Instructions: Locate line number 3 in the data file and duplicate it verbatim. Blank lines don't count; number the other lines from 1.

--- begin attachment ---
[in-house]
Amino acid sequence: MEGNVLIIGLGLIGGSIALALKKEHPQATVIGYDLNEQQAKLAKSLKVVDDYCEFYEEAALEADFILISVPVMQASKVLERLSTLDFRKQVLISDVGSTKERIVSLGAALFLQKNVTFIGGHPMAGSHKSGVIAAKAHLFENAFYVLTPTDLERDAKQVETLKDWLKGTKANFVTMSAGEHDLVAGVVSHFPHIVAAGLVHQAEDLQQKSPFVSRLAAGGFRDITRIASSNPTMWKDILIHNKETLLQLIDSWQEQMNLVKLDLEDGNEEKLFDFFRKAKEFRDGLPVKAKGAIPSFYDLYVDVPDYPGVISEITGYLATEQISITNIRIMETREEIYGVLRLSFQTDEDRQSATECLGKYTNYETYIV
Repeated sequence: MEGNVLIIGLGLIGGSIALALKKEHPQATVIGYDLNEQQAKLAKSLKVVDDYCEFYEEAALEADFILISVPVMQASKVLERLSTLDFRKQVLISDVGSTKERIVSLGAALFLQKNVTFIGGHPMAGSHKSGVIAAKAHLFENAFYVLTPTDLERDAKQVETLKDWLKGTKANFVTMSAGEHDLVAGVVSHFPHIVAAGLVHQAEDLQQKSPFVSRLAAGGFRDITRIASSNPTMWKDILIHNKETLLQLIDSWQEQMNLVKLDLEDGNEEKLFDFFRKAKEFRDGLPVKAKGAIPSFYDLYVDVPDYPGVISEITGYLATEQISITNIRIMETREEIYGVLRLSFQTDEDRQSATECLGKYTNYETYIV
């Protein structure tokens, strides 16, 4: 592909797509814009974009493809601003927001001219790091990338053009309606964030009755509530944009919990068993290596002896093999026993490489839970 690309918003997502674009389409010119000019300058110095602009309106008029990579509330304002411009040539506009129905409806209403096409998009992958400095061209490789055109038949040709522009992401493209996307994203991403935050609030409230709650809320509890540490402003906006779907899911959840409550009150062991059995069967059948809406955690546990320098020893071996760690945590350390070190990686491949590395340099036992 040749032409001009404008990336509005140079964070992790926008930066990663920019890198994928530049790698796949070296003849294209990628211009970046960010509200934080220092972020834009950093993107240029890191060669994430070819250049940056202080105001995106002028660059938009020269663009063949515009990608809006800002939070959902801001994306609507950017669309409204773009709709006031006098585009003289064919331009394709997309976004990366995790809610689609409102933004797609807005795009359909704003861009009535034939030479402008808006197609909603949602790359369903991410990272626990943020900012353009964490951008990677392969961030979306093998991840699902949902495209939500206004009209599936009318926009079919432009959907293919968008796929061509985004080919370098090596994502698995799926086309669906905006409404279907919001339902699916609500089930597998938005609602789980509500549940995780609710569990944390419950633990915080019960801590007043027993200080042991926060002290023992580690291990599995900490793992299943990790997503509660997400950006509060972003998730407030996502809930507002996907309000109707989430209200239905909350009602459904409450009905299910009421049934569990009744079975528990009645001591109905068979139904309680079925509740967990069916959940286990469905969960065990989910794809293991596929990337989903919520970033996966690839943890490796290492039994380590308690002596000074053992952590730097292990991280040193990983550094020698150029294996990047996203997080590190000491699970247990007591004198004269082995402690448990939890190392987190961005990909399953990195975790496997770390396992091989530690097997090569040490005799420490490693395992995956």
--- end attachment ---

Repeated sequence: MEGNVLIIGLGLIGGSIALALKKEHPQATVIGYDLNEQQAKLAKSLKVVDDYCEFYEEAALEADFILISVPVMQASKVLERLSTLDFRKQVLISDVGSTKERIVSLGAALFLQKNVTFIGGHPMAGSHKSGVIAAKAHLFENAFYVLTPTDLERDAKQVETLKDWLKGTKANFVTMSAGEHDLVAGVVSHFPHIVAAGLVHQAEDLQQKSPFVSRLAAGGFRDITRIASSNPTMWKDILIHNKETLLQLIDSWQEQMNLVKLDLEDGNEEKLFDFFRKAKEFRDGLPVKAKGAIPSFYDLYVDVPDYPGVISEITGYLATEQISITNIRIMETREEIYGVLRLSFQTDEDRQSATECLGKYTNYETYIV